Review of A brief history of Kamargaon’s Chowdhury family

Ansar Ahmed Ullah

Matiar Rahman Chowdhury, commonly known as Matiar Chowdhury, is a journalist, language researcher and human rights activist.

In the book ‘A brief history of Kamargaon’s Chowdhury family’ Matiar Chowdhury took the gigantic step of tracing his ancestral family history and compiling a book about it. It is a mammoth task that took several years, especially to delve into historic archival materials, the personal collection held by relatives, his father’s note book, historical documents and personal testimonies. In his research, he traces back to hand written note written in 1377 (Bengali year) by Abdul Majid Chowdhury.

In the book, he traces the family tree of various members of the Chowdhury family. Matiar Chowdhury’s own story is that he was born in Sylhet. He spent his childhood in Habiganj’s Nabiganj Upazila No. 4 Digalbak of the Union No. 6 Ward Puradia Mouza (Noorgaon) Puradia village. Matiar Chowdhury belonged to an aristocratic religious landlord family. His family covered Sikh Sunaita and Agna Pargana wide area, currently Moulvibazar – Osmani Nagar – Jagannathpur and Nabiganj Upazila. Matiar Chowdhury’s ancestral family came from Indian Gujarat for religious reasons in the 17 century. Upon arrival, they settled in Agna Pargana’s Karimpur. Mahendra Chowdhury (Manai) Thakur) converted to Islam. Religion Of acceptance the middle With Fire Pargana Kamargaon In the village Settlement Placement Does. The current residents of Kamargaon, Nurgaon and Puradia are the successor of Landlord (Zamidar) Mahendra Chowdhury.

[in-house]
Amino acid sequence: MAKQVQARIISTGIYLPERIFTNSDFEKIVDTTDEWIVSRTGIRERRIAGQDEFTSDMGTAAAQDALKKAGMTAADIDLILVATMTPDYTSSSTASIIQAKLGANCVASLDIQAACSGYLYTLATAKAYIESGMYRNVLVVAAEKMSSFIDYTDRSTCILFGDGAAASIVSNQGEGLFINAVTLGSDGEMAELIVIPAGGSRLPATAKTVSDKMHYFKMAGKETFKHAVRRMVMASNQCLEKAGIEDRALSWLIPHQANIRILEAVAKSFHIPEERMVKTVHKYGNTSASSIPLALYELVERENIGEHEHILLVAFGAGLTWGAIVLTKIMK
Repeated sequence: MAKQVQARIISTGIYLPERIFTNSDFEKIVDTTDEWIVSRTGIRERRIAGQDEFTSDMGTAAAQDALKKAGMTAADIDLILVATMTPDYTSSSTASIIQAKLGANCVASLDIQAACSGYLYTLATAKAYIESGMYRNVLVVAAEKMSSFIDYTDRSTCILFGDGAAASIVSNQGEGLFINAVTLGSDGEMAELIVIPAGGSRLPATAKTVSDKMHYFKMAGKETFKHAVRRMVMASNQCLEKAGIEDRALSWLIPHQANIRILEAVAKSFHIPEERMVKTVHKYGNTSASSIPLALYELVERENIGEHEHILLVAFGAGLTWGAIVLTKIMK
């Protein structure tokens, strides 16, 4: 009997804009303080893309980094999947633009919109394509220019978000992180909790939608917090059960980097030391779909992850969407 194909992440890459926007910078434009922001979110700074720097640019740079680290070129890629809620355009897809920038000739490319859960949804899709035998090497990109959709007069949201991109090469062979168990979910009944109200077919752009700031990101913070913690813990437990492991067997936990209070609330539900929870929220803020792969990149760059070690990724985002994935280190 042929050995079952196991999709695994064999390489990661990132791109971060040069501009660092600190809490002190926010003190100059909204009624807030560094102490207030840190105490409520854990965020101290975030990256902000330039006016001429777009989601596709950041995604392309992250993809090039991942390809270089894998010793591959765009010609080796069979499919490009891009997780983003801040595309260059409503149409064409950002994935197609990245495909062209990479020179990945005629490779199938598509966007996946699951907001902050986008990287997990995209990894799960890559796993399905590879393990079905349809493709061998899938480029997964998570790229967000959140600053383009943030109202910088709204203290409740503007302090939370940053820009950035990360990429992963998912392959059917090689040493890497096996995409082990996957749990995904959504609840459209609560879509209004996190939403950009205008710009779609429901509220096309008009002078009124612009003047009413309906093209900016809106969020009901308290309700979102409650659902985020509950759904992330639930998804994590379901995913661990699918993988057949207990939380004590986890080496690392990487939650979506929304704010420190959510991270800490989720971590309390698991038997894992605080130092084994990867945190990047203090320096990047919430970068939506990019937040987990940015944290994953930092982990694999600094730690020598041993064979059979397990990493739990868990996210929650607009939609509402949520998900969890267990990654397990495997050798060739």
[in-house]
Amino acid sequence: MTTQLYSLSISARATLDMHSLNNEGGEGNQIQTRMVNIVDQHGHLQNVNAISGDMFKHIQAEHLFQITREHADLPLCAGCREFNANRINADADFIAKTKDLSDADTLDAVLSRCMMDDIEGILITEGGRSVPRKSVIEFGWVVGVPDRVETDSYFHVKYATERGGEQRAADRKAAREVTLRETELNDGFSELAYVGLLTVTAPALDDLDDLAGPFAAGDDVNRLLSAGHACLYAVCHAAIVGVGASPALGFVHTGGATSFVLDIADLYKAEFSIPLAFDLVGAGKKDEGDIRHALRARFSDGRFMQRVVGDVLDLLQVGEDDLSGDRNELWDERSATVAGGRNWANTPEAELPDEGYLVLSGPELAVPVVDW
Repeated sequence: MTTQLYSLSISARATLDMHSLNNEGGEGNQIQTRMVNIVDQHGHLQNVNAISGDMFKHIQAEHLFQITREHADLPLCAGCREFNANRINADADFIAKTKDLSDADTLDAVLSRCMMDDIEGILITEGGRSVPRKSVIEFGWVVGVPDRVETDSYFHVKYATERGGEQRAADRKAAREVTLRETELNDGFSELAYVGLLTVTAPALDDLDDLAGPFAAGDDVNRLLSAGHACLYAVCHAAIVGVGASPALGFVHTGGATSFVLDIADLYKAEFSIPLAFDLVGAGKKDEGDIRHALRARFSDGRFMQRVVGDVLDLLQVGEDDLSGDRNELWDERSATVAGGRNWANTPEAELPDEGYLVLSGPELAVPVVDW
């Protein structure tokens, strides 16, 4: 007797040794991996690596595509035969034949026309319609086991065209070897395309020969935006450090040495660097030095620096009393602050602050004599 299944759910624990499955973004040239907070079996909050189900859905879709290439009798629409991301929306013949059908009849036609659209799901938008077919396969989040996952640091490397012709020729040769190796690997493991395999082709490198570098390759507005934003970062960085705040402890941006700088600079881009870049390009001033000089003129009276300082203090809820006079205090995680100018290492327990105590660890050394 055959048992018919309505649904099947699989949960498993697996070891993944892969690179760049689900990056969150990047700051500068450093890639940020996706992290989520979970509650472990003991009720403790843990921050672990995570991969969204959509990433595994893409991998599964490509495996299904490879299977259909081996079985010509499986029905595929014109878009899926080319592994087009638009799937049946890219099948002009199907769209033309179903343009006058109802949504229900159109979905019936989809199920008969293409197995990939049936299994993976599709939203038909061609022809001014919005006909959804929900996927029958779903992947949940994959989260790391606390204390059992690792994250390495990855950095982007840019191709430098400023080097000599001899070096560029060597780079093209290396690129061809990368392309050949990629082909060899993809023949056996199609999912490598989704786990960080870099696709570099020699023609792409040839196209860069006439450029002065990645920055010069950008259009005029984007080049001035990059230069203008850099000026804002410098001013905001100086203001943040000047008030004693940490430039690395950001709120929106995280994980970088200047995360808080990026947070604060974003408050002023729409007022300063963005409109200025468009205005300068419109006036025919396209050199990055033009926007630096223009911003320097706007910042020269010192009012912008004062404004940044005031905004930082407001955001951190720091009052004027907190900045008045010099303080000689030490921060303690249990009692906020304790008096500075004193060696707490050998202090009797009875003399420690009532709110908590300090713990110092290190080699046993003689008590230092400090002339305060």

All of this is described in detail in the book. The book has 336 pages, 255 sections, and many photos, including a photo album at the back. The hardback edition is published by Md Nawab Ali of Bashia Prokashony from Sylhet, 2021. The cover is designed by Ridoy Rajib and is printed by Ekattor Offset.

Although the book ‘A brief history of Kamargaon’s Chowdhury family’ is about Matiar Chowdhury’s family history, historians and anthropologists interested in local history, especially that of Nabiganj, will find this book helpful in compiling a comprehensive history of Greater Sylhet. The book will also benefit future generations to come. Through the family history, the book covers the historical period of the Indian sub-continent and that of Bengal and Sylhet within it. The timeline covers the Second World War to the partition of India in 1947, the creation of Pakistan, the Bengali language movement of 1952 and finally, the creation of Bangladesh in 1971.

 

(President of UK Bangla Reporters Unity London)